Biopolymers are a promising alternative to common plastics which are mostly produced on the basis of crude oil. To overcome the use of this limited and environmentally harmful raw materials Pseudomonas putida KT2240 was genetically modified to produce new monomers for biopolymers. Therefore parts of the P450cam operon, which are necessary for selective hydroxylation of different terpenes, were cloned in the vector pBBR122 and the resulting plasmid was transformed in P. putida. First experiments showed that borneols like (+)/(-)-borneol and (+)/(-)-isoborneol were successfully hydroxylated by the evolved strain. For an upscale it was focused on the biotransformation of (-)-borneol to the corresponding hydroxylated 5-hydroxyborneol and a batch process with cell recycling was developed, which allowed the semi continuous production of 5-hydroxyborneol. After purification by recrystallization 5-hydroxyborneol was used for polymerization with succinic acid dimethyl ester resulting in a polymer which is structural similar to the commercial available polybutylene terephthalate. First polymerization experiments showed that the new biopolymer has different properties like transparency and color in comparison to the commercial one, but further investigations have to be made to get more details about the new material. back

55. Protein production with Komagataella pastoris from milliliter to pilot scale

Andreas Schmideder*1, Samantha Hensler1, Ansgar Stratmann2, Ulrich Giesecke3, Dirk Weuster-Botz1
1 Institute of Biochemical Engineering, Technische Universität München, Botzmannstr. 15, 85748 Garching
2 W42 Industrial Biotechnology GmbH, Otto-Hahn-Str. 15, 44227 Dortmund, Germany
3 W42 Consulting GmbH, Südstr. 19, 82377 Penzberg, Germany

Abstract: The methylotrophic yeast Komagataella pastoris (formerly known as Pichia pastoris) is widely used for efficient production of heterologous proteins. The major advantages are the simplicity of molecular genetic manipulation, the possibility of high level intra- and extracellular protein expression as well as the ability of performing higher eukaryotic protein modifications.
High-cell-density cultivations (HCDC) with methylotrophic yeasts need continuous methanol feeding at controlled process conditions. However, in conventional small-scale screening applications K. pastoris is commonly cultivated in non-controlled batch or intermittent fed-batch processes at low cell densities. As a consequence, the received small-scale process performance data (e.g. protein expression yields) are not representative for high-performance processes on a laboratory or pilot scale.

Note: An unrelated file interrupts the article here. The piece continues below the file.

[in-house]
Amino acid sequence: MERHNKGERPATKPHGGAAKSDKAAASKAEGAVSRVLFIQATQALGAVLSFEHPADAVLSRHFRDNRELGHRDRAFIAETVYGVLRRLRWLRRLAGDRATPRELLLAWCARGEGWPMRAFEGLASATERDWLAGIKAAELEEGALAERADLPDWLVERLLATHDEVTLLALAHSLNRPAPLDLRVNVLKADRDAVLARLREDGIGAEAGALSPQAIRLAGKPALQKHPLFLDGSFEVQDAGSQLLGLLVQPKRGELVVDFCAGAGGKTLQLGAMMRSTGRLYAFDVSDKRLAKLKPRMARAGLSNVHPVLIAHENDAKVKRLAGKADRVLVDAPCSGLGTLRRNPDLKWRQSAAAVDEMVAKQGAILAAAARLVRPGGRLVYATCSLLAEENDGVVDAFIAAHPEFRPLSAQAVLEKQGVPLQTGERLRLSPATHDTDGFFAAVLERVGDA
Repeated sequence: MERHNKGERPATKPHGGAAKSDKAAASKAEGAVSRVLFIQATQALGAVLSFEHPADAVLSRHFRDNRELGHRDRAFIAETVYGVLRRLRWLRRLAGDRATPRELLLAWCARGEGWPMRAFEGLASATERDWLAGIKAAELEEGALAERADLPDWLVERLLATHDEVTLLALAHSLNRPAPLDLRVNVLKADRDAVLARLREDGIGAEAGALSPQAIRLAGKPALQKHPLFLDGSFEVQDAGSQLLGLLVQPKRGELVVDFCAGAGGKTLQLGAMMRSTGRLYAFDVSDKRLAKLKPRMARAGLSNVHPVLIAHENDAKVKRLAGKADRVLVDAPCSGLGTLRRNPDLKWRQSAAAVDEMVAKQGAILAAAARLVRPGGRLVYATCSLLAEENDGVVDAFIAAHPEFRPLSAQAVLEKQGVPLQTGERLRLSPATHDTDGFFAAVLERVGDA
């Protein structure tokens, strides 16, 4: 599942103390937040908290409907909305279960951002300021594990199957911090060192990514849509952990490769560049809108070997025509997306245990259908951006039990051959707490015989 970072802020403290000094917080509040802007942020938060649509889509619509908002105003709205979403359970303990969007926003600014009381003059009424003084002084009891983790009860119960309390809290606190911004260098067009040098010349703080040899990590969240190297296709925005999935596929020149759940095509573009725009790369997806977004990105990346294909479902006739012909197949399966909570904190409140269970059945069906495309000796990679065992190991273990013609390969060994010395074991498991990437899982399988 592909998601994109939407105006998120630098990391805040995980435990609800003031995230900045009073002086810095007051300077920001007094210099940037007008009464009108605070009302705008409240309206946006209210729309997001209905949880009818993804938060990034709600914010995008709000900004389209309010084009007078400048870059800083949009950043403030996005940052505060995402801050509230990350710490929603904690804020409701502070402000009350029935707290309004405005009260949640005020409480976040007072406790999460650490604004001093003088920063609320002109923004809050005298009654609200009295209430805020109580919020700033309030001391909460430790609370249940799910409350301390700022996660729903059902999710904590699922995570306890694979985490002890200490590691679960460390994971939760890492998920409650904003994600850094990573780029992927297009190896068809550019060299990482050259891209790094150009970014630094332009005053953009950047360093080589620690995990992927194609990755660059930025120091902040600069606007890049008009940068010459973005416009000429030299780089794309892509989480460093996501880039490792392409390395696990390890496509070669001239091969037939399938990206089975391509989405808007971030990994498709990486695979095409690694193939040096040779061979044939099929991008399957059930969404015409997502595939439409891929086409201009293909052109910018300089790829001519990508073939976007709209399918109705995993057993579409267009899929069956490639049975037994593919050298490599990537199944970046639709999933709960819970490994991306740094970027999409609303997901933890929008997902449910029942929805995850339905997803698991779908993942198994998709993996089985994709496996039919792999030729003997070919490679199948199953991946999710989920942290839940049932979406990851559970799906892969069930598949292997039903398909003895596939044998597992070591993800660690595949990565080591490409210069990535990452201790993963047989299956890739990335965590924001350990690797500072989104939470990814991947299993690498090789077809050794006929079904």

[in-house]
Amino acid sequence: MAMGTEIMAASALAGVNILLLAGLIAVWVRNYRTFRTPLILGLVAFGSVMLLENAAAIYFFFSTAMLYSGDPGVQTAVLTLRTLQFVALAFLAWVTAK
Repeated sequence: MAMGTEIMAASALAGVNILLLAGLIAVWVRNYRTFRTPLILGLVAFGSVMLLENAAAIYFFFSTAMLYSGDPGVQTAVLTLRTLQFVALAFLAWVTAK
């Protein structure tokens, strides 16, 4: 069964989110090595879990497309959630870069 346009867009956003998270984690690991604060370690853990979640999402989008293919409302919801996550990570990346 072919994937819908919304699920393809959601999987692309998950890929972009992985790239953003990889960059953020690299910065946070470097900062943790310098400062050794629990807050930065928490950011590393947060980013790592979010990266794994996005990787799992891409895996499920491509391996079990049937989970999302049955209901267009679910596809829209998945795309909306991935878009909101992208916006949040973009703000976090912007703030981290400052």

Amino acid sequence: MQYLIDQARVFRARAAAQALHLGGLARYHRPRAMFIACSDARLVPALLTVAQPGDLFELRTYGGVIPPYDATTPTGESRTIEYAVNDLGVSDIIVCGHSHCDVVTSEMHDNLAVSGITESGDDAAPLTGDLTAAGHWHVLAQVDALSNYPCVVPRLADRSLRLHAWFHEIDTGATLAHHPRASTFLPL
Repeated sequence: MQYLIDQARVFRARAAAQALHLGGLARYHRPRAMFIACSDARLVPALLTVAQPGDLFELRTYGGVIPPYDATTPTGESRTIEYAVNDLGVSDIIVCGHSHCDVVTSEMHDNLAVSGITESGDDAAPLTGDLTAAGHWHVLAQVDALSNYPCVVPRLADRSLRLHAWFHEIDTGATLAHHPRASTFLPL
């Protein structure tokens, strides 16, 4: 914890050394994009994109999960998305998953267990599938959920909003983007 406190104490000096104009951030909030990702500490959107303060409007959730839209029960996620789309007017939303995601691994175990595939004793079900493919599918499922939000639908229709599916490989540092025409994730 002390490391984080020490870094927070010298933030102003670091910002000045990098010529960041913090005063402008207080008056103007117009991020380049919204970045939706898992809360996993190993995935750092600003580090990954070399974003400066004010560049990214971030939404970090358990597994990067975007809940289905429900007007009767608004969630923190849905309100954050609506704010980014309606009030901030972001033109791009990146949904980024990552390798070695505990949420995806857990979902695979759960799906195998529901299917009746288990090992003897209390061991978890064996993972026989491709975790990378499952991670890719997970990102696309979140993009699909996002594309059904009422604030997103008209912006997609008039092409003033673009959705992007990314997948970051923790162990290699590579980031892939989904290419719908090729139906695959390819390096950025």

Hence, continuous feeding of methanol in pH-controlled 48-fold parallel stirred-tank bioreactors on a milliliter scale was ensured by supplying air with varying methanol concentrations in the gas phase. The gas-liquid methanol transfer rates were characterized as a function of the operation conditions. Methanol transfer rates of up to 5.3 g/(L h) were possible without oxygen limitation at the chosen process conditions. HCDC processes with 50-60 g/L cell dry weight within 49-69 h were established on the milliliter scale with extracellular production of Candida antarctica lipase B2 (CaL-B2) variant as an example (1,03 g/L CaL-B2 with an activity of 16,604 U/L). The scalability was demonstrated by transferring the Komagataella pastoris HCDC processes to the liter and cubic meter scale with the maximum oxygen transfer rate as the scale-up criterion. Biomass concentrations and lipase activities were the same at all scales within the estimation error.
Hence, the continuous feeding of methanol into pH-controlled stirred-tank bioreactors via the gas phase facilitates the 48-fold parallel fed-batch cultivation of methylotrophic yeasts at high cell densities with high-level expression of heterologous proteins on a milliliter scale. Due to the direct scalability of fermentations in stirred-tank bioreactors between the milliliter, liter, and cubic meter scales, the experimental effort and costs to determine the optimal process conditions can be reduced significantly. Furthermore, high-level expression strains can be screened at production process conditions. Thus, high-producing mutants can be selected at technical process conditions for the first time. As the pH in the bioreactors can be controlled individually and the feeding of substrates like glycerol by the liquid handling system as well as the methanol transfer rate through the gas phase can be varied for each vessel, the milliliter scale bioreactors can be used to optimize different process parameters like the pH or feeding strategies in parallel. back

56. Processing of grass silage in a biorefinery concept

Dominik Schwarz, Doris Schieder*, Volker Sieber
Chair of Chemistry of Biogenic Resources, Technische Universität München, Straubing

Abstract: In order to maintain the competitive position of the European economic system in global affairs, broadening the feedstock mix for chemical production is an important goal with respect to shortage of fossil-derived resources. Concepts of industrial biorefineries are described to enhance the inclusion of renewable resources creating a novel, local and bio-based industry. Performance of multiple product systems force up the competitiveness of the biorefinery plants by integrated processing of applied natural raw materials and provide a line-up of products, as well as many applications. Modular plant concepts can account for a rapid and easy adaptation to alternating market and policy situations.